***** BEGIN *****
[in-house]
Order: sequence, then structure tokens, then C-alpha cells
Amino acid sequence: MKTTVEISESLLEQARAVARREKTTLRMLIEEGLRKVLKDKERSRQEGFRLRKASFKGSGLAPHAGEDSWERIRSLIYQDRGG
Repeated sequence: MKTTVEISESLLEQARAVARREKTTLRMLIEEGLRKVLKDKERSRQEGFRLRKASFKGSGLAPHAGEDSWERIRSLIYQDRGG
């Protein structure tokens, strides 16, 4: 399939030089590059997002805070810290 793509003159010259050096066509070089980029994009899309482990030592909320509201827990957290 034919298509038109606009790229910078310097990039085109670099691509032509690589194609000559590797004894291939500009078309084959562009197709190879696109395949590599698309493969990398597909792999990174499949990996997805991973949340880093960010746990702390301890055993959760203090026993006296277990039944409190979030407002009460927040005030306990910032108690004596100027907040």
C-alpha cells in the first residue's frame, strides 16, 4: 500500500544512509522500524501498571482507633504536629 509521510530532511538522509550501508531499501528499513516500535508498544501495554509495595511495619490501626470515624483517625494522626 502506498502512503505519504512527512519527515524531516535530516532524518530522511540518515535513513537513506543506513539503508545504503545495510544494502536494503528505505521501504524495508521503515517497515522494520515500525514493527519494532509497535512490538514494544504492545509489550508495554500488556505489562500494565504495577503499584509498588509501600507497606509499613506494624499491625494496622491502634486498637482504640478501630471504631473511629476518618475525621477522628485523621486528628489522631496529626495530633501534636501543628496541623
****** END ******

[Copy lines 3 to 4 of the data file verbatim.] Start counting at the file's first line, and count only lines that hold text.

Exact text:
Amino acid sequence: MKTTVEISESLLEQARAVARREKTTLRMLIEEGLRKVLKDKERSRQEGFRLRKASFKGSGLAPHAGEDSWERIRSLIYQDRGG
Repeated sequence: MKTTVEISESLLEQARAVARREKTTLRMLIEEGLRKVLKDKERSRQEGFRLRKASFKGSGLAPHAGEDSWERIRSLIYQDRGG